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Theatre: Justifying the arts

By Robert W. Bethune
ART TIMES online October 2014

“The Value and Importance of the Arts and the Humanities in Education and Life.” Such is the title of yet another essay on why the arts and humanities, presumably theater among them, are important, worthy of support, should survive the next round of budget cuts, and so forth.

Here’s the curious thing. Why should the arts and humanities be regarded as important? Because they confer a number of benefits, such as expressiveness, collaboration, creativity, analytical thinking, responsible citizenship, imagination, synthesis of ideas, life-long learning, and so forth.

All this is true. All this is widely and generally cited on the noisy, static-filled, incoherent back-and-forth about education, funding, culture, and so forth; all this generally gets a nice quick yadda-yadda-yadda before the interaction lurches forward into the next sinkhole.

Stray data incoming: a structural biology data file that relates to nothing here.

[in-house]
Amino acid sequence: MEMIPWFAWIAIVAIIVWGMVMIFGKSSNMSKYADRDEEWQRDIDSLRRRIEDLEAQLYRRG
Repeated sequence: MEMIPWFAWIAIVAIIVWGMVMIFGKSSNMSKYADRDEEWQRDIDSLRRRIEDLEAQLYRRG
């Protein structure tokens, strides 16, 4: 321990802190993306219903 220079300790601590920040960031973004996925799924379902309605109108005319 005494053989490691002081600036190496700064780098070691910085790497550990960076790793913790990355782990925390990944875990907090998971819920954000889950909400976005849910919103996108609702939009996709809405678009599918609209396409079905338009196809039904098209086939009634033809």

Perhaps I can convey my discomfort with this by a few simple observations: you don’t practice ballet in order to improve your muscle tone. You don’t paint in oils to improve your manual dexterity. You don’t write poetry in order to work on your penmanship. You don’t play a musical instrument so that you can do a better job of whistling for your dog. And so forth.

We need to focus on what is essential and fundamental in each and all arts that which makes that art what it indeniably is. It is that which enables an art to earn its keep, not any ancillary benefit, no matter how great.

We aren’t doing that.

Bethune website: